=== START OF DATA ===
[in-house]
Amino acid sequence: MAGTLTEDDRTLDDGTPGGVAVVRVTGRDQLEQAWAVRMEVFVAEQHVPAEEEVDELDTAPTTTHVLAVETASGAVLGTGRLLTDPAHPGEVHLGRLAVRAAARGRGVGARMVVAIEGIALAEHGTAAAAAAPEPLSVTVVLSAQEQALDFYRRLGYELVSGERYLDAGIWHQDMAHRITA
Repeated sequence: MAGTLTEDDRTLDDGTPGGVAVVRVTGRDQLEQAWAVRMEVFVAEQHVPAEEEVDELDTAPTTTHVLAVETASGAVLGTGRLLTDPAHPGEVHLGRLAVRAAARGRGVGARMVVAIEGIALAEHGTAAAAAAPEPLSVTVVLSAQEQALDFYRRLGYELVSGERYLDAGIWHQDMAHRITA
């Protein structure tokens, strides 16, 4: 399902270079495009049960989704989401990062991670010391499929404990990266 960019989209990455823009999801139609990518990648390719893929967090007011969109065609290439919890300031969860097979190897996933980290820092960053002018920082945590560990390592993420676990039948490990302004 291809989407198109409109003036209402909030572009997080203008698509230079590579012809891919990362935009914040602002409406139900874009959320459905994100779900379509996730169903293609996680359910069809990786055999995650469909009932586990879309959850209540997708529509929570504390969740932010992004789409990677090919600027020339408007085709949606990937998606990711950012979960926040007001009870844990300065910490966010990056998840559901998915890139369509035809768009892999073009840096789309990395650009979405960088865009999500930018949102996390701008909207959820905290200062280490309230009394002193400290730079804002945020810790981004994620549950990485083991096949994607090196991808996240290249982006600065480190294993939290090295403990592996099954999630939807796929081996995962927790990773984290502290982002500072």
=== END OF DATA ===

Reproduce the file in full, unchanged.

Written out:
[in-house]
Amino acid sequence: MAGTLTEDDRTLDDGTPGGVAVVRVTGRDQLEQAWAVRMEVFVAEQHVPAEEEVDELDTAPTTTHVLAVETASGAVLGTGRLLTDPAHPGEVHLGRLAVRAAARGRGVGARMVVAIEGIALAEHGTAAAAAAPEPLSVTVVLSAQEQALDFYRRLGYELVSGERYLDAGIWHQDMAHRITA
Repeated sequence: MAGTLTEDDRTLDDGTPGGVAVVRVTGRDQLEQAWAVRMEVFVAEQHVPAEEEVDELDTAPTTTHVLAVETASGAVLGTGRLLTDPAHPGEVHLGRLAVRAAARGRGVGARMVVAIEGIALAEHGTAAAAAAPEPLSVTVVLSAQEQALDFYRRLGYELVSGERYLDAGIWHQDMAHRITA
């Protein structure tokens, strides 16, 4: 399902270079495009049960989704989401990062991670010391499929404990990266 960019989209990455823009999801139609990518990648390719893929967090007011969109065609290439919890300031969860097979190897996933980290820092960053002018920082945590560990390592993420676990039948490990302004 291809989407198109409109003036209402909030572009997080203008698509230079590579012809891919990362935009914040602002409406139900874009959320459905994100779900379509996730169903293609996680359910069809990786055999995650469909009932586990879309959850209540997708529509929570504390969740932010992004789409990677090919600027020339408007085709949606990937998606990711950012979960926040007001009870844990300065910490966010990056998840559901998915890139369509035809768009892999073009840096789309990395650009979405960088865009999500930018949102996390701008909207959820905290200062280490309230009394002193400290730079804002945020810790981004994620549950990485083991096949994607090196991808996240290249982006600065480190294993939290090295403990592996099954999630939807796929081996995962927790990773984290502290982002500072």